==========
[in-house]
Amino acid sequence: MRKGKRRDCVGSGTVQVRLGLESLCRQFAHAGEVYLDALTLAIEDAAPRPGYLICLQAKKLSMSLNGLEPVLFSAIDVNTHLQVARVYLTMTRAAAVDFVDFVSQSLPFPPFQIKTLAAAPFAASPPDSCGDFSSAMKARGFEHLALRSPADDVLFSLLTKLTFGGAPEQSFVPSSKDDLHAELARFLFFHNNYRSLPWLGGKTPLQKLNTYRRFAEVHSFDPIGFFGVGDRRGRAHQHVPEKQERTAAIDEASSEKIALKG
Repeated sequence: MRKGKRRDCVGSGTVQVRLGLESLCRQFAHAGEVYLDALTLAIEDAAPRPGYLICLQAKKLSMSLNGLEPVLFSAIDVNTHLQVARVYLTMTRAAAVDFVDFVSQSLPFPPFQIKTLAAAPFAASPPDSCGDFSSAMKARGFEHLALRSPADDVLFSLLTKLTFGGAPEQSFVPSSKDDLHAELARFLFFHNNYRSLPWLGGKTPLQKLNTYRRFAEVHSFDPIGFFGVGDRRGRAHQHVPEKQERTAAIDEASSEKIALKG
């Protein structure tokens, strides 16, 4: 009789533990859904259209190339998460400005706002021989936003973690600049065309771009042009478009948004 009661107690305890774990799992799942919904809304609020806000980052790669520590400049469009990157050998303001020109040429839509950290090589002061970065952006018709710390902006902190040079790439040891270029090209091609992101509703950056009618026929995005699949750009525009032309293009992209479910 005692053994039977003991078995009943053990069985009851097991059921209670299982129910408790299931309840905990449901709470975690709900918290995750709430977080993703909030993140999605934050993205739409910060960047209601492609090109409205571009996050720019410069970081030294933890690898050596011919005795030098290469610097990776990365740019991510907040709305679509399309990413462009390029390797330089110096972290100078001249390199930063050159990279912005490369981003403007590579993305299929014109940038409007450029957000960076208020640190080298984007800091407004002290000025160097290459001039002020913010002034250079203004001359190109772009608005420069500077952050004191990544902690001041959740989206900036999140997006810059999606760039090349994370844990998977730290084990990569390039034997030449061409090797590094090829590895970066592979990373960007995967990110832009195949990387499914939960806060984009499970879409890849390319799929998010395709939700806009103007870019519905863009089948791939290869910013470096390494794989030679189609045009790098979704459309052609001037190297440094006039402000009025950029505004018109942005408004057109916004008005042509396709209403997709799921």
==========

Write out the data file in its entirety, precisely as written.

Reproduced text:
[in-house]
Amino acid sequence: MRKGKRRDCVGSGTVQVRLGLESLCRQFAHAGEVYLDALTLAIEDAAPRPGYLICLQAKKLSMSLNGLEPVLFSAIDVNTHLQVARVYLTMTRAAAVDFVDFVSQSLPFPPFQIKTLAAAPFAASPPDSCGDFSSAMKARGFEHLALRSPADDVLFSLLTKLTFGGAPEQSFVPSSKDDLHAELARFLFFHNNYRSLPWLGGKTPLQKLNTYRRFAEVHSFDPIGFFGVGDRRGRAHQHVPEKQERTAAIDEASSEKIALKG
Repeated sequence: MRKGKRRDCVGSGTVQVRLGLESLCRQFAHAGEVYLDALTLAIEDAAPRPGYLICLQAKKLSMSLNGLEPVLFSAIDVNTHLQVARVYLTMTRAAAVDFVDFVSQSLPFPPFQIKTLAAAPFAASPPDSCGDFSSAMKARGFEHLALRSPADDVLFSLLTKLTFGGAPEQSFVPSSKDDLHAELARFLFFHNNYRSLPWLGGKTPLQKLNTYRRFAEVHSFDPIGFFGVGDRRGRAHQHVPEKQERTAAIDEASSEKIALKG
């Protein structure tokens, strides 16, 4: 009789533990859904259209190339998460400005706002021989936003973690600049065309771009042009478009948004 009661107690305890774990799992799942919904809304609020806000980052790669520590400049469009990157050998303001020109040429839509950290090589002061970065952006018709710390902006902190040079790439040891270029090209091609992101509703950056009618026929995005699949750009525009032309293009992209479910 005692053994039977003991078995009943053990069985009851097991059921209670299982129910408790299931309840905990449901709470975690709900918290995750709430977080993703909030993140999605934050993205739409910060960047209601492609090109409205571009996050720019410069970081030294933890690898050596011919005795030098290469610097990776990365740019991510907040709305679509399309990413462009390029390797330089110096972290100078001249390199930063050159990279912005490369981003403007590579993305299929014109940038409007450029957000960076208020640190080298984007800091407004002290000025160097290459001039002020913010002034250079203004001359190109772009608005420069500077952050004191990544902690001041959740989206900036999140997006810059999606760039090349994370844990998977730290084990990569390039034997030449061409090797590094090829590895970066592979990373960007995967990110832009195949990387499914939960806060984009499970879409890849390319799929998010395709939700806009103007870019519905863009089948791939290869910013470096390494794989030679189609045009790098979704459309052609001037190297440094006039402000009025950029505004018109942005408004057109916004008005042509396709209403997709799921």